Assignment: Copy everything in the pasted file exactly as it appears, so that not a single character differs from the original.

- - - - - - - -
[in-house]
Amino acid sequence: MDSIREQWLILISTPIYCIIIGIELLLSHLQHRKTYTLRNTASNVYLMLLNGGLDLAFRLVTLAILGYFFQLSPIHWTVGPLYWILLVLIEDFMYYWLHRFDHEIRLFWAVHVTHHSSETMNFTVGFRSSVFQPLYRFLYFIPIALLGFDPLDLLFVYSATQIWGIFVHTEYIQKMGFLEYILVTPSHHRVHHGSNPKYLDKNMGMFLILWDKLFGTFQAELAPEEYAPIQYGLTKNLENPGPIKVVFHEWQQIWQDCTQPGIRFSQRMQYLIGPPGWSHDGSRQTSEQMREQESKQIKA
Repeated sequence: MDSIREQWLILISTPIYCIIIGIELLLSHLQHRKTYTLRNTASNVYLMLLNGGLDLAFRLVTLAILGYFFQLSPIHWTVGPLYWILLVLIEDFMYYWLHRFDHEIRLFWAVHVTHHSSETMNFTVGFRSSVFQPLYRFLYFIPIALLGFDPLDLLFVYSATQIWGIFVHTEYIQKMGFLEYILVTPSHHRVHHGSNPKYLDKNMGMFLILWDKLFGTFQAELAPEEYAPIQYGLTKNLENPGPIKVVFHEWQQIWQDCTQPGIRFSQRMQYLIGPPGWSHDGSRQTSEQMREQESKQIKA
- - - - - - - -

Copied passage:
[in-house]
Amino acid sequence: MDSIREQWLILISTPIYCIIIGIELLLSHLQHRKTYTLRNTASNVYLMLLNGGLDLAFRLVTLAILGYFFQLSPIHWTVGPLYWILLVLIEDFMYYWLHRFDHEIRLFWAVHVTHHSSETMNFTVGFRSSVFQPLYRFLYFIPIALLGFDPLDLLFVYSATQIWGIFVHTEYIQKMGFLEYILVTPSHHRVHHGSNPKYLDKNMGMFLILWDKLFGTFQAELAPEEYAPIQYGLTKNLENPGPIKVVFHEWQQIWQDCTQPGIRFSQRMQYLIGPPGWSHDGSRQTSEQMREQESKQIKA
Repeated sequence: MDSIREQWLILISTPIYCIIIGIELLLSHLQHRKTYTLRNTASNVYLMLLNGGLDLAFRLVTLAILGYFFQLSPIHWTVGPLYWILLVLIEDFMYYWLHRFDHEIRLFWAVHVTHHSSETMNFTVGFRSSVFQPLYRFLYFIPIALLGFDPLDLLFVYSATQIWGIFVHTEYIQKMGFLEYILVTPSHHRVHHGSNPKYLDKNMGMFLILWDKLFGTFQAELAPEEYAPIQYGLTKNLENPGPIKVVFHEWQQIWQDCTQPGIRFSQRMQYLIGPPGWSHDGSRQTSEQMREQESKQIKA